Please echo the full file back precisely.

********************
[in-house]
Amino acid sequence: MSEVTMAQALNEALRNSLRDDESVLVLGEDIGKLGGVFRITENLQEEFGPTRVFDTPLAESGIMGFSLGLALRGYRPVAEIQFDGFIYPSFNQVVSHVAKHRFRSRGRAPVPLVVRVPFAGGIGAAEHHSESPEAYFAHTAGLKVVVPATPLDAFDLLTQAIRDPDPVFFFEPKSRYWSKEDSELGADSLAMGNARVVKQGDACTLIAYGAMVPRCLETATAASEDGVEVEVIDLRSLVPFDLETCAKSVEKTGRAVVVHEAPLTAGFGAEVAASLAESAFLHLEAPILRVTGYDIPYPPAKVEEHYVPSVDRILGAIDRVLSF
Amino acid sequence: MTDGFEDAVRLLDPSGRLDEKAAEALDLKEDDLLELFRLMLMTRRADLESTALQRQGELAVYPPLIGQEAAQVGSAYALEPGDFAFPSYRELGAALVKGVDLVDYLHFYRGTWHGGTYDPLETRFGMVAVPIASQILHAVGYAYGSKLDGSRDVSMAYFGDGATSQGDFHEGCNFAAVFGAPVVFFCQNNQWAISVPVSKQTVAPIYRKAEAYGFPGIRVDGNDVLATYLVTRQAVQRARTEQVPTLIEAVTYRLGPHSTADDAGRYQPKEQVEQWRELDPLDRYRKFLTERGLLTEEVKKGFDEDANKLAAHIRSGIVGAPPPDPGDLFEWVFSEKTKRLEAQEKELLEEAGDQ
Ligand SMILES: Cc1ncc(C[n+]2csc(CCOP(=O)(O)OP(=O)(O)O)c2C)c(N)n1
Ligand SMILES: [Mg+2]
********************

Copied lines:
[in-house]
Amino acid sequence: MSEVTMAQALNEALRNSLRDDESVLVLGEDIGKLGGVFRITENLQEEFGPTRVFDTPLAESGIMGFSLGLALRGYRPVAEIQFDGFIYPSFNQVVSHVAKHRFRSRGRAPVPLVVRVPFAGGIGAAEHHSESPEAYFAHTAGLKVVVPATPLDAFDLLTQAIRDPDPVFFFEPKSRYWSKEDSELGADSLAMGNARVVKQGDACTLIAYGAMVPRCLETATAASEDGVEVEVIDLRSLVPFDLETCAKSVEKTGRAVVVHEAPLTAGFGAEVAASLAESAFLHLEAPILRVTGYDIPYPPAKVEEHYVPSVDRILGAIDRVLSF
Amino acid sequence: MTDGFEDAVRLLDPSGRLDEKAAEALDLKEDDLLELFRLMLMTRRADLESTALQRQGELAVYPPLIGQEAAQVGSAYALEPGDFAFPSYRELGAALVKGVDLVDYLHFYRGTWHGGTYDPLETRFGMVAVPIASQILHAVGYAYGSKLDGSRDVSMAYFGDGATSQGDFHEGCNFAAVFGAPVVFFCQNNQWAISVPVSKQTVAPIYRKAEAYGFPGIRVDGNDVLATYLVTRQAVQRARTEQVPTLIEAVTYRLGPHSTADDAGRYQPKEQVEQWRELDPLDRYRKFLTERGLLTEEVKKGFDEDANKLAAHIRSGIVGAPPPDPGDLFEWVFSEKTKRLEAQEKELLEEAGDQ
Ligand SMILES: Cc1ncc(C[n+]2csc(CCOP(=O)(O)OP(=O)(O)O)c2C)c(N)n1
Ligand SMILES: [Mg+2]